American life is rapidly reflecting the social strata of nineteenth-century Britain, in which you are ordained to do what your father did. What once was a social ladder has morphed into a greased landing where one false step sends citizens to the very bottom with little hope of rising again.
When the structure collapses, culpability won’t matter. Obama may be a quasi-socialist, but he is right in identifying problems of an immobile middle class, of Midas-worthy wealth which comes from nonproductive activities, and the growing threat of a permanent underclass that has no access to self-betterment.
Recently Obama asked, “Can we succeed as a country where a shrinking number of people do exceedingly well while a growing number struggle to get by?” He characterized this as “the defining question of our time.”
I couldn’t agree more. Obama is right a good deal of the time in what he says. The difficulty arises in some cases from what he does, but in most cases from what he doesn’t do.
It is easy to criticize those without healthcare, but no one earning minimum wage can afford both healthcare and food. It was facile to ridicule people who took “home improvement” mortgages during the housing bubble, but millions were strongly encouraged to do so by everyone from bankers to politicians to the Federal Reserve Chairman himself. The most “foolish” thing about these people is they were naïve enough to trust their government. From drywall hangers to computer specialists, everyone is now forced to compete against Mexicans, Indians, and all other parties who can infiltrate the country or inveigle an H-1B visa.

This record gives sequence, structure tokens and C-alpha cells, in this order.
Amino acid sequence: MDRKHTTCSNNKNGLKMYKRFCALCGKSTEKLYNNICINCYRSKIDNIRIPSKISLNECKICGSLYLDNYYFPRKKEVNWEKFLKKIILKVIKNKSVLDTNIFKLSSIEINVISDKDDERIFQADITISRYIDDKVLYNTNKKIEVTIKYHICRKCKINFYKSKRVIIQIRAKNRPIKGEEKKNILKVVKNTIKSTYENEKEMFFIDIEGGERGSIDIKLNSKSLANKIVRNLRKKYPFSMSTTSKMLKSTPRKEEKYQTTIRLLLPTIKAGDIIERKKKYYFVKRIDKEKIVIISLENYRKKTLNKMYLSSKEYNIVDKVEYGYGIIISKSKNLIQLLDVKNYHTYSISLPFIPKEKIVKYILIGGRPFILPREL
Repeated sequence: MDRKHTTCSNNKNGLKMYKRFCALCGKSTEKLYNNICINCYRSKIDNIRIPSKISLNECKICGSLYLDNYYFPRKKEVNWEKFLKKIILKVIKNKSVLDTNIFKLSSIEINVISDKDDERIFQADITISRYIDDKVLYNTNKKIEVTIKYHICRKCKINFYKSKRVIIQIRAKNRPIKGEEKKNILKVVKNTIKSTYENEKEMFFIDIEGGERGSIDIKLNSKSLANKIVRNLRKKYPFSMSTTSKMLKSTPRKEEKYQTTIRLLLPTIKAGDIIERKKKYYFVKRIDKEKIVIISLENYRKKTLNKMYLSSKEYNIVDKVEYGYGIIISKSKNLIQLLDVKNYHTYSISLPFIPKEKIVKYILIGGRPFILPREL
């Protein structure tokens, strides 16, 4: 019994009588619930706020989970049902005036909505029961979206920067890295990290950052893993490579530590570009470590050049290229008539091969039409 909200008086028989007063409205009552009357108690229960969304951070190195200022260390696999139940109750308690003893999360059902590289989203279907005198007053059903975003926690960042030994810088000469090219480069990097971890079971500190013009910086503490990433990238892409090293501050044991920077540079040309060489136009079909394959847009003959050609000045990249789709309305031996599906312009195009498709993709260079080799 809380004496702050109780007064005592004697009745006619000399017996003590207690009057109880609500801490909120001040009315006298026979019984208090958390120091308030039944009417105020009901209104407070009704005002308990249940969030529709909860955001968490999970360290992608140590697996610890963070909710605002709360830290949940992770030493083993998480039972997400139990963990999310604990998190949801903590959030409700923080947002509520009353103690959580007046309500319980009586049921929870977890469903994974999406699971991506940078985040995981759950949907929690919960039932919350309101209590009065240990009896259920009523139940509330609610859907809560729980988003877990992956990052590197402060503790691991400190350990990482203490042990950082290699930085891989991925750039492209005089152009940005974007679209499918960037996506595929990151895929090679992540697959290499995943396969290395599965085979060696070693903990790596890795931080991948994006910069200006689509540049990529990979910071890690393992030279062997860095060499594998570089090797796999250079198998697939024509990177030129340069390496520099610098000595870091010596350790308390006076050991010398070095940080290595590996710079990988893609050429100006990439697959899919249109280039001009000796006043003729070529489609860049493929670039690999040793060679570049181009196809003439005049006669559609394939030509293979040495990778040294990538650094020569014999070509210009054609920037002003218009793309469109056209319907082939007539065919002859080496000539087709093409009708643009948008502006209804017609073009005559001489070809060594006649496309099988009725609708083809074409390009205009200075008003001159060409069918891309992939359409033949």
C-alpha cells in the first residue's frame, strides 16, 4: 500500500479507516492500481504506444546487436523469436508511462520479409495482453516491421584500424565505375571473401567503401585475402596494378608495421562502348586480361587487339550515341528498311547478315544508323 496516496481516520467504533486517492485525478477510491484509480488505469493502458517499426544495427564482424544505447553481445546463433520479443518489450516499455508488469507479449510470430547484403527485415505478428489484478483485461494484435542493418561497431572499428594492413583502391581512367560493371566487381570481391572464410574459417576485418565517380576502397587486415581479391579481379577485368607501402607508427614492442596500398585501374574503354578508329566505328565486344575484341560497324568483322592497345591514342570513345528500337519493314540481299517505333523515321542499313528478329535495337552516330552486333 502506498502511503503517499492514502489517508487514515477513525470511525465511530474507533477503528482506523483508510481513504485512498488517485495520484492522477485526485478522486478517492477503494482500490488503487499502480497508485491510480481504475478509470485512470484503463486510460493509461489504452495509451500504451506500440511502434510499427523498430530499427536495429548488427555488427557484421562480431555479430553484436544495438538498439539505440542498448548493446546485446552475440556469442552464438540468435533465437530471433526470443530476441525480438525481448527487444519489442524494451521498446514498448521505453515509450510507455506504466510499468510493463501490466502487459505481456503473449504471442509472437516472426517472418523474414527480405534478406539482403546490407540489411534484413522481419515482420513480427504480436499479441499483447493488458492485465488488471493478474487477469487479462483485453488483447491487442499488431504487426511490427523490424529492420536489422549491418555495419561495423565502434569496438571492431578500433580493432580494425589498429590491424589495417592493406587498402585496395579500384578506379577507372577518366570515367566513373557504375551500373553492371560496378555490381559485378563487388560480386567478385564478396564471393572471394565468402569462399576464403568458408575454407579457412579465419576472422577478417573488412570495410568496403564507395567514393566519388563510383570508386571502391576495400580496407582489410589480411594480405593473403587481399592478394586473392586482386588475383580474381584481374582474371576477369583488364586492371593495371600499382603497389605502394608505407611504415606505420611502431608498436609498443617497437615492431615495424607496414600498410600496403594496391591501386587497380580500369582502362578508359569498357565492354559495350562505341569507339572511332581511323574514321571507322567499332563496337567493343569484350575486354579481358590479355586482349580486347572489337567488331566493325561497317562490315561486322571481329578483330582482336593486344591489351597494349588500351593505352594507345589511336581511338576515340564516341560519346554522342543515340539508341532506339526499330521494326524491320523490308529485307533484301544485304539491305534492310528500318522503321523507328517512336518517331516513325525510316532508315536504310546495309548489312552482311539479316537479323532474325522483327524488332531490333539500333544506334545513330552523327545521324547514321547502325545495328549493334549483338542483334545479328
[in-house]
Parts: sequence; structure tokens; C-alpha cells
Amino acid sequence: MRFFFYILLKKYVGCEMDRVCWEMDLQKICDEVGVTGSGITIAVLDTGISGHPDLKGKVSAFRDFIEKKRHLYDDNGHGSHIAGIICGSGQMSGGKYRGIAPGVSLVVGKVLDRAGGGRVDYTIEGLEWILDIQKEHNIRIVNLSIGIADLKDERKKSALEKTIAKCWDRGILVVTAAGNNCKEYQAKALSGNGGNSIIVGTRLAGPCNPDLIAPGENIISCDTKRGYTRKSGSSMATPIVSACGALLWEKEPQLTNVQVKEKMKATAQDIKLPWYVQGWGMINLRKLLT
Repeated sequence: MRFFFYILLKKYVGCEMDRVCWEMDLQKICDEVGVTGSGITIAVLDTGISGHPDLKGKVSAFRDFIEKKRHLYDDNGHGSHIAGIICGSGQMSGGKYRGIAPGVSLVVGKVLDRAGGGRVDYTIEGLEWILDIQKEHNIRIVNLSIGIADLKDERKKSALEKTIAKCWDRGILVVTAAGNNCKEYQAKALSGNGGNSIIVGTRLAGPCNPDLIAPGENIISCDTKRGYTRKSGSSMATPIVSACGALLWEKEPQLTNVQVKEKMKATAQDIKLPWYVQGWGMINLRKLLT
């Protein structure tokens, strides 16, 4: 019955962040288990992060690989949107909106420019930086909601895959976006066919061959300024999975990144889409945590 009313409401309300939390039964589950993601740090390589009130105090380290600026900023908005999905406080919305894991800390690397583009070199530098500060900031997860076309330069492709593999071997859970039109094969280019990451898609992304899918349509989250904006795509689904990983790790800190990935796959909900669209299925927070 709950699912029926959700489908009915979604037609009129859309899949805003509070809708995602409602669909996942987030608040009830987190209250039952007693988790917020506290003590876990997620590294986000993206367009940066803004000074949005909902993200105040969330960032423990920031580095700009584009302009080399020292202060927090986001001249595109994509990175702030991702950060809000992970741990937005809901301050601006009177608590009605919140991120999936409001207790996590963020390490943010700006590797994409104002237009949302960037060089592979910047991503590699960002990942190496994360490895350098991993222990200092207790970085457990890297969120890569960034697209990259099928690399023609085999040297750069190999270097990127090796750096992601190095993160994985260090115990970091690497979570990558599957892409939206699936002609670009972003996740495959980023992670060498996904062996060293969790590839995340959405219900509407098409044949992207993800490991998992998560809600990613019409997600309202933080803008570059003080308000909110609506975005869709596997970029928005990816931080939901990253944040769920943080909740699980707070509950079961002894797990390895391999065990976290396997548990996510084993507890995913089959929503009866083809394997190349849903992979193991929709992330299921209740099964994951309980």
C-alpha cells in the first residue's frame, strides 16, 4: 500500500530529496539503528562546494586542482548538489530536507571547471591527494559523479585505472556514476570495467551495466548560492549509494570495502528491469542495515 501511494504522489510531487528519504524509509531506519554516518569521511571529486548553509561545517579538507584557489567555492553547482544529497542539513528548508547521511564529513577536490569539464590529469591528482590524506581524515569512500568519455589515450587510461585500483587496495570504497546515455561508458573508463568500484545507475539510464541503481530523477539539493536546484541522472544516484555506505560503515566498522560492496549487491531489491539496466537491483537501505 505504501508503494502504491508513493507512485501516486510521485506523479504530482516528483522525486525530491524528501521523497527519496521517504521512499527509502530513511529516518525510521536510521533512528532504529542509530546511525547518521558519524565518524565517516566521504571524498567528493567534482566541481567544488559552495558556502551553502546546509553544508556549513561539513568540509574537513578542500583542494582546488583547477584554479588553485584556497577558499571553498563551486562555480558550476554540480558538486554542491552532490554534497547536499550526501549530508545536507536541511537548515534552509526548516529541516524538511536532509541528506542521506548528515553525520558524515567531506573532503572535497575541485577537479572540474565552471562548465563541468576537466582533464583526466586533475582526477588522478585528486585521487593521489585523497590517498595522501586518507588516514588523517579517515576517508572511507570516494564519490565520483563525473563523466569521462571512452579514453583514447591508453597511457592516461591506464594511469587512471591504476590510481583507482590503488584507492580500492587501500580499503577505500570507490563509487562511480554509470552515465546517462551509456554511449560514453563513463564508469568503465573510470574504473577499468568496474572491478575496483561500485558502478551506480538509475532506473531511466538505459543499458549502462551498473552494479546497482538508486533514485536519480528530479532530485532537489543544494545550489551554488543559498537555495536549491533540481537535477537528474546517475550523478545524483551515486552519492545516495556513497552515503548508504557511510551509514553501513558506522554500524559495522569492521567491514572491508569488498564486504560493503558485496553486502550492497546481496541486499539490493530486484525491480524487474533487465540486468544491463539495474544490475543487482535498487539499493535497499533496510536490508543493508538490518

The gorge separating haves from have-nots is becoming a gouge in our country, and the wound is more infected daily. It must be addressed, and soon. The lower and middle classes are suffering, and more often than the well-off care to admit, this is due to policies and practices over which sufferers have no control. But Obama’s idea of intensive surgery is to purchase more ambulances. He acts as if the best way to mend someone else’s broken leg is to amputate yours.
If overseas overextension, an imperial judiciary, and class conflict are our most pressing issues, I can’t think of many ways to make them worse.
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